5. Devalue distractions increase value of tasks

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Take out or minimize your contact with things that undermine your productivity. This could be your gadget usage, checking of email, social media, chit-chat or phone calls. Try to block out those that will take your attention away from the task at hand. The key is to focus on what your are doing and take things on one at the time. Multi-tasking is actually counter-productive to the quality of your work output.

BONUS Tip: Remember, be SMART plus If-Then

A great predictor of success is having high emotional intelligence. One of the cornerstones of this is the ability to exercise a high degree of self-control in short-term daily tasks. This is different from grit which is used to complete long-term goals. To be able to achieve either, you must incorporate SMART moves into your plans. This stands for: Specific, Measurable, Attainable, Realistic and Time-based.

Form if-then plans that can automate certain behaviors. An example those trying to lose weight would be “If I am tempted to eat a slice of cake, Then I will drink two glasses of water to get full.”

References:

Cooper, B. B. (2017, January 12). 6 Scientifically Proven Ways To Boost Your Self-Control. Retrieved January 03, 2018, from https://www.fastcompany.com/3032513/6-scientifically-proven-ways-to-boost-your-self-control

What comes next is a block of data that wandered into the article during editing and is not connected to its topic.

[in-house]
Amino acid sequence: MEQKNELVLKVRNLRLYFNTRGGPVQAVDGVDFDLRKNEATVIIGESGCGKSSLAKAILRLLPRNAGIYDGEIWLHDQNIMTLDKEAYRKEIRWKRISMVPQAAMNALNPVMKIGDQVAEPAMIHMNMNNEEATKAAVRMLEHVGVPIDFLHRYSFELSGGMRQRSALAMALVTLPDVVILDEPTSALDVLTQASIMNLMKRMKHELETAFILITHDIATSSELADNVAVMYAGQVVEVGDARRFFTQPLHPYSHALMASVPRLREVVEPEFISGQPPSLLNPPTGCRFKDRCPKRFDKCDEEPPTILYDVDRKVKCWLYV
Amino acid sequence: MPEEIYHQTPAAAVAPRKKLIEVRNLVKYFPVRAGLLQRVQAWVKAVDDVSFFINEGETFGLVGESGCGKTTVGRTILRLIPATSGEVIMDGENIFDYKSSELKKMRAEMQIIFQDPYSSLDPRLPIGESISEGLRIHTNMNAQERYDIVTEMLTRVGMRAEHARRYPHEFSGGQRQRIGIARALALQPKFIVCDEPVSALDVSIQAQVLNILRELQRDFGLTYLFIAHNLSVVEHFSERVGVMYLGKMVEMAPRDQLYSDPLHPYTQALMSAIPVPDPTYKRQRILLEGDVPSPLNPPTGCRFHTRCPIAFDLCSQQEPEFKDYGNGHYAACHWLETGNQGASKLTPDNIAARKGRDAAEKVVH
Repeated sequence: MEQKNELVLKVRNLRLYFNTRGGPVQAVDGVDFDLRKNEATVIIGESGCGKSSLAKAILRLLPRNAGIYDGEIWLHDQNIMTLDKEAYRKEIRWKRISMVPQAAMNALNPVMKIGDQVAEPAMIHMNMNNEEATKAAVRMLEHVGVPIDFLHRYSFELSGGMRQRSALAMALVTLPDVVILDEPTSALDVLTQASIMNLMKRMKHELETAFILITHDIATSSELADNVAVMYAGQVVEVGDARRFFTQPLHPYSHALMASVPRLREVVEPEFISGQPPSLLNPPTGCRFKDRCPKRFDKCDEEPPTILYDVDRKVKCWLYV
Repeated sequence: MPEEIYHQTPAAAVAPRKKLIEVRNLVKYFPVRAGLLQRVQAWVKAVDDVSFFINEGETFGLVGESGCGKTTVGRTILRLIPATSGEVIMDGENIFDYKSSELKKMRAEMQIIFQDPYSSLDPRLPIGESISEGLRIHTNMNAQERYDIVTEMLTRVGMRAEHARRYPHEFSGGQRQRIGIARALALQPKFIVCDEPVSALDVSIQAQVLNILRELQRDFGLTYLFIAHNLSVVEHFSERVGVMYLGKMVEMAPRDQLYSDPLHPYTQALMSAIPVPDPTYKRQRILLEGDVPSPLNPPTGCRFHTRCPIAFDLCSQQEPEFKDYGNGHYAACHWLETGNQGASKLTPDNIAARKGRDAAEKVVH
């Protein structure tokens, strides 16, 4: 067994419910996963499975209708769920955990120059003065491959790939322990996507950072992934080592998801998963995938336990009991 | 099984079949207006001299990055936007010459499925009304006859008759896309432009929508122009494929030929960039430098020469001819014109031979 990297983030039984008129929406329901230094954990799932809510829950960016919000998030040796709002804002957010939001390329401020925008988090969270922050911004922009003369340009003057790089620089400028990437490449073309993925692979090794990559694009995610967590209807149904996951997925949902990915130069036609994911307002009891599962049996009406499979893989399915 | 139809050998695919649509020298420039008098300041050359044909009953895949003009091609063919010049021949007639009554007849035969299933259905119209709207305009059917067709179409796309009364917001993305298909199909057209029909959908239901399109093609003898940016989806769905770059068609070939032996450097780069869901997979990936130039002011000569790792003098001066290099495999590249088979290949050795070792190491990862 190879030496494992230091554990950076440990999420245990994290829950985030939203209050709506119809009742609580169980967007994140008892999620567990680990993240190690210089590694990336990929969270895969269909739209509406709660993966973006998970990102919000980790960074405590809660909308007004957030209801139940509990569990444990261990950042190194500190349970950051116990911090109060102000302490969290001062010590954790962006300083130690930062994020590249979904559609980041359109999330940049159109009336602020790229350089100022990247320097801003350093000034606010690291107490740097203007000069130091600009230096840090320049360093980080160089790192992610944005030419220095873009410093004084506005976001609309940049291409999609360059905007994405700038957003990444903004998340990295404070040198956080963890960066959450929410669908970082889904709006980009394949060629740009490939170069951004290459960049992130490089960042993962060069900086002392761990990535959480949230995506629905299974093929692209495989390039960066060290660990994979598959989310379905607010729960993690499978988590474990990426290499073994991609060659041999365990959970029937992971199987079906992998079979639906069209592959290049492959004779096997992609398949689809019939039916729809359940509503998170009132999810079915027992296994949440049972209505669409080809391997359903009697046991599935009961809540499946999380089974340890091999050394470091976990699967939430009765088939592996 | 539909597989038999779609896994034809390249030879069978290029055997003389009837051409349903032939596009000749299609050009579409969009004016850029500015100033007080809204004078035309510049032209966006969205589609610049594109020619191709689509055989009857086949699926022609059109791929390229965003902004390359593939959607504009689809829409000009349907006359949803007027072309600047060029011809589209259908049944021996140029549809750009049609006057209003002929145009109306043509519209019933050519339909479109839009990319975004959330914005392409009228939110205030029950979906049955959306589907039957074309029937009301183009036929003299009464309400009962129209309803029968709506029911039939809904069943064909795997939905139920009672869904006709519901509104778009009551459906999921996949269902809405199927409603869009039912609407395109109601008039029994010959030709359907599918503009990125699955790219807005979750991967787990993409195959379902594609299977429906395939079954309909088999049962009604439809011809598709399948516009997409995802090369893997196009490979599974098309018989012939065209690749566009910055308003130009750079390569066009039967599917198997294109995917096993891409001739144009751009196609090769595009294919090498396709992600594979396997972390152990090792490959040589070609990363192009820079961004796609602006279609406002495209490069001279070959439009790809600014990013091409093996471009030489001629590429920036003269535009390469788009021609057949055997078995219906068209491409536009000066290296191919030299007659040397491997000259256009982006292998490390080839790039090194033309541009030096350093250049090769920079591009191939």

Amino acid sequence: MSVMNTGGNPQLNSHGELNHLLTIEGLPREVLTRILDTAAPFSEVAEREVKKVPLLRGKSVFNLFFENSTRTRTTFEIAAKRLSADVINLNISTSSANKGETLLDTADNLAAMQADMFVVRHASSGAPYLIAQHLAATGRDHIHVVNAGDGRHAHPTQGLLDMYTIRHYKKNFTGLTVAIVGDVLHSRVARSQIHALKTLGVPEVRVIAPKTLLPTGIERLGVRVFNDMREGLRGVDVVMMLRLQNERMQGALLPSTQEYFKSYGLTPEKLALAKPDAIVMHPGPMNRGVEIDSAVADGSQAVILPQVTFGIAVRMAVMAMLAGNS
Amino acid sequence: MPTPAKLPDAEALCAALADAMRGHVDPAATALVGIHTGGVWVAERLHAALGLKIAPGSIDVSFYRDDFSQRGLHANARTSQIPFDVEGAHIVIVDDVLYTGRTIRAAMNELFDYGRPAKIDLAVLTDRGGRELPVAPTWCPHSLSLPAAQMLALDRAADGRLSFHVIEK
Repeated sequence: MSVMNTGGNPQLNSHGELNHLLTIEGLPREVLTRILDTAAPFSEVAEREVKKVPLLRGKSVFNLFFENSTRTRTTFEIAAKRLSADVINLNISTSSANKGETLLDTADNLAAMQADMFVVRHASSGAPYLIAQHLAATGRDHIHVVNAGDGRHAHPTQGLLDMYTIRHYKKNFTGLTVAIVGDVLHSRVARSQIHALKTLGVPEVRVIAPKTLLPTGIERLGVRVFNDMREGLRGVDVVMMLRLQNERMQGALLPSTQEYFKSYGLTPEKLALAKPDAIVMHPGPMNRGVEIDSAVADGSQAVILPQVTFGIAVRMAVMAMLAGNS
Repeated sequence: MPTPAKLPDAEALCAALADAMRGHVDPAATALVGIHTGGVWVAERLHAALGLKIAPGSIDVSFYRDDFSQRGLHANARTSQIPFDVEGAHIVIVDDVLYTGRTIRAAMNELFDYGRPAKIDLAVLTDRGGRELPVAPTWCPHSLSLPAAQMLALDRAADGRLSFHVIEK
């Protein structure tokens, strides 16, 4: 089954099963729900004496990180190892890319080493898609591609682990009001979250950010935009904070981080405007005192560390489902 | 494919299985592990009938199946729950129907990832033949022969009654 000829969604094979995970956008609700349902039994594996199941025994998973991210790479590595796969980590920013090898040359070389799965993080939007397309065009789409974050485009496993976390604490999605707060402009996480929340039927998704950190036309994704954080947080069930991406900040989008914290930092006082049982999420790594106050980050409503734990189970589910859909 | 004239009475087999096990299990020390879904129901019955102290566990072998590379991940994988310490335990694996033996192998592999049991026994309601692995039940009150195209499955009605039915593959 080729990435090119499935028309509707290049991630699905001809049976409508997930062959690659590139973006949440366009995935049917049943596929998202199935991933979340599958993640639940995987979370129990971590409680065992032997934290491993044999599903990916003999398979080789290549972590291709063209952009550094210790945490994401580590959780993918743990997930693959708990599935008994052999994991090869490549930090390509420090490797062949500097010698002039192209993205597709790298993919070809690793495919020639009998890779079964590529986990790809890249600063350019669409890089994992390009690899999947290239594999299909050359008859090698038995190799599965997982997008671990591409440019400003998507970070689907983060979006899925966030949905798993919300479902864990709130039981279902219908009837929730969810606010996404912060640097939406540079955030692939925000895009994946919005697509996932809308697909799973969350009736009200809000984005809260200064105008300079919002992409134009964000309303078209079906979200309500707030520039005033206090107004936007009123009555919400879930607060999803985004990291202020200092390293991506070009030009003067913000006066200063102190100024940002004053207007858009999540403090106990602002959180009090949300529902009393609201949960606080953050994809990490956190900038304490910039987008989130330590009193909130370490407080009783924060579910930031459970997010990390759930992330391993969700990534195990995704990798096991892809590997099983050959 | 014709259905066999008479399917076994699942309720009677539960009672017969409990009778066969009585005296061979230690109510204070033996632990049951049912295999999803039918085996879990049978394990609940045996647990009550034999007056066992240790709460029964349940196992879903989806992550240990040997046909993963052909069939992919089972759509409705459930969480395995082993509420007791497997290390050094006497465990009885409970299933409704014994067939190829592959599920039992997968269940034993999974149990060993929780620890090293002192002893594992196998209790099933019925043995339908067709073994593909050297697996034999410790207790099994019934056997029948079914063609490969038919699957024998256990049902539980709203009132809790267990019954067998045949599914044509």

Frith, C., & Dolan, R. (1996, December). The role of the prefrontal cortex in higher cognitive functions. Retrieved September 29, 2017, from https://www.ncbi.nlm.nih.gov/pubmed/9049084

Heshmat, S. (2017, March 25). 10 Strategies for Developing Self-Control. Retrieved January 03, 2018, from https://www.psychologytoday.com/blog/science-choice/201703/10-strategies-developing-self-control

Peri, C. (n.d.). 10 Things to Hate About Sleep Loss. Retrieved January 03, 2018, from https://www.webmd.com/sleep-disorders/features/10-results-sleep-loss#1

Pilcher, J. J., Morris, D. M., Donnelly, J., & Feigl, H. B. (2015). Interactions between sleep habits and self-control. Retrieved September 29, 2017, from https://www.ncbi.nlm.nih.gov/pmc/articles/PMC4426706/

McGonigal, K. (2011, November 21). Stress, Sugar, and Self-Control. Retrieved January 03, 2018, from https://www.psychologytoday.com/blog/the-science-willpower/201111/stress-sugar-and-self-control

Mergenthaler, P., Lindauer, U., Dienel, G. A., & Meisel, A. (2013, October). Sugar for the brain: the role of glucose in physiological and pathological brain function. Retrieved September 29, 2017, from https://www.ncbi.nlm.nih.gov/pmc/articles/PMC3900881/

Mind Tools Content Team. (n.d.). Minimizing Distractions: 10 Ways to Take Control of Your Day. Retrieved January 03, 2018, from https://www.mindtools.com/pages/article/distractions.htm

Vohs, K. D., Baumeister, R. F., Schmeichel, B. J., Twenge, J. M., Nelson, N. M., & Tice, D. M. (2008, May). Making choices impairs subsequent self-control: a limited-resource account of decision making, self-regulation, and active initiative. Retrieved January 03, 2018, from https://www.ncbi.nlm.nih.gov/pubmed/18444745 and http://assets.csom.umn.edu/assets/113144.pdf